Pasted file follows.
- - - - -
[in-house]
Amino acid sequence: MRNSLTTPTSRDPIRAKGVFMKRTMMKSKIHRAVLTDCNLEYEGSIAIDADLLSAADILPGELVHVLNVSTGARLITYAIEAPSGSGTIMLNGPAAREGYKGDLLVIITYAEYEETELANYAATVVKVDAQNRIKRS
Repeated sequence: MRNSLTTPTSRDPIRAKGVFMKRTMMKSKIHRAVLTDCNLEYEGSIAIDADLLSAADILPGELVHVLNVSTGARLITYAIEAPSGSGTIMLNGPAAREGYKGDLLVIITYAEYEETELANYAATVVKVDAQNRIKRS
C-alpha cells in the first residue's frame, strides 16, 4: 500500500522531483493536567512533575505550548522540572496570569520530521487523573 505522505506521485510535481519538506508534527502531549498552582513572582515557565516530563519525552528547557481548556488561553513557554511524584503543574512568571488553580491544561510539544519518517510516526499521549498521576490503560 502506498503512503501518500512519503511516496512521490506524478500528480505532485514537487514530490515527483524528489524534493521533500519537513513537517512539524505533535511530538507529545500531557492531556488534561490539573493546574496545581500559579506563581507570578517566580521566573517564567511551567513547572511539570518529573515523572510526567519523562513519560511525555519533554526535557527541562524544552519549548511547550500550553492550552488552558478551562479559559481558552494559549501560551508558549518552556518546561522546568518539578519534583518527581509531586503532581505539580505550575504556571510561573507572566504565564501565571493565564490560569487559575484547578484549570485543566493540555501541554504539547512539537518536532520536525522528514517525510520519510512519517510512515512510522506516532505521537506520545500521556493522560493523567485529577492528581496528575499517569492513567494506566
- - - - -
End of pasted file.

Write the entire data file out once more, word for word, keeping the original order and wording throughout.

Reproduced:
[in-house]
Amino acid sequence: MRNSLTTPTSRDPIRAKGVFMKRTMMKSKIHRAVLTDCNLEYEGSIAIDADLLSAADILPGELVHVLNVSTGARLITYAIEAPSGSGTIMLNGPAAREGYKGDLLVIITYAEYEETELANYAATVVKVDAQNRIKRS
Repeated sequence: MRNSLTTPTSRDPIRAKGVFMKRTMMKSKIHRAVLTDCNLEYEGSIAIDADLLSAADILPGELVHVLNVSTGARLITYAIEAPSGSGTIMLNGPAAREGYKGDLLVIITYAEYEETELANYAATVVKVDAQNRIKRS
C-alpha cells in the first residue's frame, strides 16, 4: 500500500522531483493536567512533575505550548522540572496570569520530521487523573 505522505506521485510535481519538506508534527502531549498552582513572582515557565516530563519525552528547557481548556488561553513557554511524584503543574512568571488553580491544561510539544519518517510516526499521549498521576490503560 502506498503512503501518500512519503511516496512521490506524478500528480505532485514537487514530490515527483524528489524534493521533500519537513513537517512539524505533535511530538507529545500531557492531556488534561490539573493546574496545581500559579506563581507570578517566580521566573517564567511551567513547572511539570518529573515523572510526567519523562513519560511525555519533554526535557527541562524544552519549548511547550500550553492550552488552558478551562479559559481558552494559549501560551508558549518552556518546561522546568518539578519534583518527581509531586503532581505539580505550575504556571510561573507572566504565564501565571493565564490560569487559575484547578484549570485543566493540555501541554504539547512539537518536532520536525522528514517525510520519510512519517510512515512510522506516532505521537506520545500521556493522560493523567485529577492528581496528575499517569492513567494506566